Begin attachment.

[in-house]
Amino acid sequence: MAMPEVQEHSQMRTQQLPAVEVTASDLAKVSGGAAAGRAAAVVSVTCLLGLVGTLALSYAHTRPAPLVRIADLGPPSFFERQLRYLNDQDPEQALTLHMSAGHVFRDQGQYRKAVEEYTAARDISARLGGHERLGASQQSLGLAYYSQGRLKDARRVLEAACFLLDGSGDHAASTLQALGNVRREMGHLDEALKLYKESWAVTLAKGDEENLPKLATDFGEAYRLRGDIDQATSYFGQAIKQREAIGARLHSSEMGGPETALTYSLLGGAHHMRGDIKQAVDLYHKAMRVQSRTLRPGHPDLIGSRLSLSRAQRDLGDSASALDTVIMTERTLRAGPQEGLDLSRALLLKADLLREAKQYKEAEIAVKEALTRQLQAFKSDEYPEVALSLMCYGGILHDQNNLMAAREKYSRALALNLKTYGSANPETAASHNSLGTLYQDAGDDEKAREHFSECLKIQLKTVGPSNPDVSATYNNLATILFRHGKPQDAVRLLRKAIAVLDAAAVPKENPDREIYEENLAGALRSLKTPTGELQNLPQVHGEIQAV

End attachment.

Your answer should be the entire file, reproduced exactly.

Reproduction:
[in-house]
Amino acid sequence: MAMPEVQEHSQMRTQQLPAVEVTASDLAKVSGGAAAGRAAAVVSVTCLLGLVGTLALSYAHTRPAPLVRIADLGPPSFFERQLRYLNDQDPEQALTLHMSAGHVFRDQGQYRKAVEEYTAARDISARLGGHERLGASQQSLGLAYYSQGRLKDARRVLEAACFLLDGSGDHAASTLQALGNVRREMGHLDEALKLYKESWAVTLAKGDEENLPKLATDFGEAYRLRGDIDQATSYFGQAIKQREAIGARLHSSEMGGPETALTYSLLGGAHHMRGDIKQAVDLYHKAMRVQSRTLRPGHPDLIGSRLSLSRAQRDLGDSASALDTVIMTERTLRAGPQEGLDLSRALLLKADLLREAKQYKEAEIAVKEALTRQLQAFKSDEYPEVALSLMCYGGILHDQNNLMAAREKYSRALALNLKTYGSANPETAASHNSLGTLYQDAGDDEKAREHFSECLKIQLKTVGPSNPDVSATYNNLATILFRHGKPQDAVRLLRKAIAVLDAAAVPKENPDREIYEENLAGALRSLKTPTGELQNLPQVHGEIQAV